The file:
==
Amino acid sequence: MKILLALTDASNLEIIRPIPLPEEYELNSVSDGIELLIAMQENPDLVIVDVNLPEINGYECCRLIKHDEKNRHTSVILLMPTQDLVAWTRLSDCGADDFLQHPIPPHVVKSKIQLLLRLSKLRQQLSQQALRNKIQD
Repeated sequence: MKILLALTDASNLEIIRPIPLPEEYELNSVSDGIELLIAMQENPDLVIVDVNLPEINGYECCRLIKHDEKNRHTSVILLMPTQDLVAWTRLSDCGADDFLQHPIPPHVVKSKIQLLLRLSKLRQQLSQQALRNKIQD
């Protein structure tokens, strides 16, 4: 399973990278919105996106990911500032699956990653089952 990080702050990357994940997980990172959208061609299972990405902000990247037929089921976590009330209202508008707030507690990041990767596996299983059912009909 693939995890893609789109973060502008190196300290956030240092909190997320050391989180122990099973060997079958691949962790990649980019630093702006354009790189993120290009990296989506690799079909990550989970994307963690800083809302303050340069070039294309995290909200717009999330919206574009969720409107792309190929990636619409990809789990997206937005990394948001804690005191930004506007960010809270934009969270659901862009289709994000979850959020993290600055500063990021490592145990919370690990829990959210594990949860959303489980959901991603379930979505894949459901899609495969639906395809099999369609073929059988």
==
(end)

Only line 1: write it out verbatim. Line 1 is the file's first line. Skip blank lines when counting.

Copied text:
Amino acid sequence: MKILLALTDASNLEIIRPIPLPEEYELNSVSDGIELLIAMQENPDLVIVDVNLPEINGYECCRLIKHDEKNRHTSVILLMPTQDLVAWTRLSDCGADDFLQHPIPPHVVKSKIQLLLRLSKLRQQLSQQALRNKIQD